Far Away is mainly about  CJ and Jax having the adventure to find a tether to bring CJ’s mother spirit back to earth. CJ’s Aunt Nic is a psychic medium that travels to other parts of the country to speak to spirits far away. When CJ was born her mother died. Aunt Nic’s gift is the only way CJ can talk to her mom. CJ learns that she can’t speak to her mother anymore so she sets off on a trip with a friend named Jax to find a tether that would bring her back to earth. — Lucas, age 12

 

Other Words for HomeThis is one of the best books all year! It is told like a normal novel, but uses a poetic format which makes it very expressive. You’ll probably love this book, especially if you like I am Malala, since it explores similar cultures and events. Even though Jude’s life may be very different from yours, you’ll find yourself relating to her at the same time. Jude faces normal 12 year old problems, as well as more serious issues. Overall this book is immersive and uplifting, and I hope you give it a chance. — Charlotte, age 12

The Last Last Day of Summer - Otto and Sheed, the Famous Alston Boys, are well developed characters who make the book interesting and exciting. Otto is a smart 11 year old who likes adventure, and Sheed is his cousin who likes to play basketball. Mr. Flux is a villain who gives the boys a camera that freezes time. After taking a picture, the boys have to figure out how to unfreeze time. Every time they think they have solved it, another problem comes up. I like this book because it feels like their adventures never end. — Hazel, age 9

I can’t get enough of Kid Normal and the Rogue Heroes! It’s about a boy named Murph Cooper who’s the only normal kid in a school full of kids with strange abilities. He befriends four other kids in the school who have arguably useless abilities, and they call themselves the Super Zeroes. Together, they’re a part of the Heroes Alliance, a secret crime-fighting group. Right now, they’re up against a really dangerous supervillain: Magpie. If the Super Zeroes don’t stop him, then the Heroes Alliance could go down the drain! I love this book because the authors use great figurative language and characters have great personalities. I recommend it for sure! — Simrah, age 11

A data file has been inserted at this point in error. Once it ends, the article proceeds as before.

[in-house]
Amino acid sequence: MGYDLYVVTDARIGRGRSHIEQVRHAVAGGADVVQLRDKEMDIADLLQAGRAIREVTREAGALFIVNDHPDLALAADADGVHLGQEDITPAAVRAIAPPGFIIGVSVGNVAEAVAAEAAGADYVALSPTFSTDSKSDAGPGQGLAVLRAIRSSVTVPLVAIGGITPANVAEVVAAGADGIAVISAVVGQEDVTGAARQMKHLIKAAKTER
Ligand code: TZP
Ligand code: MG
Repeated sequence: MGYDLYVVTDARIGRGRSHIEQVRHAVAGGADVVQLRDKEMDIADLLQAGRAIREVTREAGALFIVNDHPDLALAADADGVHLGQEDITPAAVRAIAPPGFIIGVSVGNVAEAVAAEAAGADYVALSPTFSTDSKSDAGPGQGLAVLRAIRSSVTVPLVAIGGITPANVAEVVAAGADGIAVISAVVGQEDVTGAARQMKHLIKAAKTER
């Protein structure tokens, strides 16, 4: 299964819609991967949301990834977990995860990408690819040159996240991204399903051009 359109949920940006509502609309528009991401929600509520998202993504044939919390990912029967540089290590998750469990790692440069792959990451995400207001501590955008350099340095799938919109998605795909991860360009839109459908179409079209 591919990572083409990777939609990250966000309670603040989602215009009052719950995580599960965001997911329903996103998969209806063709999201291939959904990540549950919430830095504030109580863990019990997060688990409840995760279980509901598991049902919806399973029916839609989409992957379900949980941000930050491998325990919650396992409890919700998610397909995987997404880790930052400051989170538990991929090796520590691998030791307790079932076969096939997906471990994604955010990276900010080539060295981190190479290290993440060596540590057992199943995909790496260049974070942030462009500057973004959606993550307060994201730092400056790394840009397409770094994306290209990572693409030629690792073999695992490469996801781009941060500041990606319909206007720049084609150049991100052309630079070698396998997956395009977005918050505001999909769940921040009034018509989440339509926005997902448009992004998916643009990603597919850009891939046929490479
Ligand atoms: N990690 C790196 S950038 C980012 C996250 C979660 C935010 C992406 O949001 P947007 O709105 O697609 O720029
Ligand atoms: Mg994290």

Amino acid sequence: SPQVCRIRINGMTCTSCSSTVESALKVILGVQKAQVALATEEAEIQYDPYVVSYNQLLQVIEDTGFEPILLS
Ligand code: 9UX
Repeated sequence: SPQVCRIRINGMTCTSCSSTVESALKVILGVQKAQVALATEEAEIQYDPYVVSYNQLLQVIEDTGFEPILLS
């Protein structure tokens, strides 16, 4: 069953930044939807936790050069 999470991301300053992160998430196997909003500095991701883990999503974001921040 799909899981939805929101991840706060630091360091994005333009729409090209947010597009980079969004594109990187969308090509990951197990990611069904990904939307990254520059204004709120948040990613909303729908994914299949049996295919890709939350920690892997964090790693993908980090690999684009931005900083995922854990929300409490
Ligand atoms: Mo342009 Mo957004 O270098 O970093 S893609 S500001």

The book The Hunt For The Mad Wolf’s Daughter is fantastic! It’s about a girl named Drest who is in the war band of the Mad Wolf of The West. She is on the run because a knight put a price on her head. Now everyone is searching for her and nowhere is safe. This makes the story dramatic and very interesting! I couldn’t put the book down until I finished it! Drest has to to do something, even if she has to redefine what a warrior is... — Sidrah, age 8

 

Max and the MidknightsDear readers, I have never been interested in the the Big Nate series and after reading this book I want to read Big Nate!  I specifically like the characters’ personalities! One of my favorite parts was when Mille discovered she was magic!  My favorite part of reading it was all the surprises with the characters! I LOVED THIS BOOK! — Stella, age 10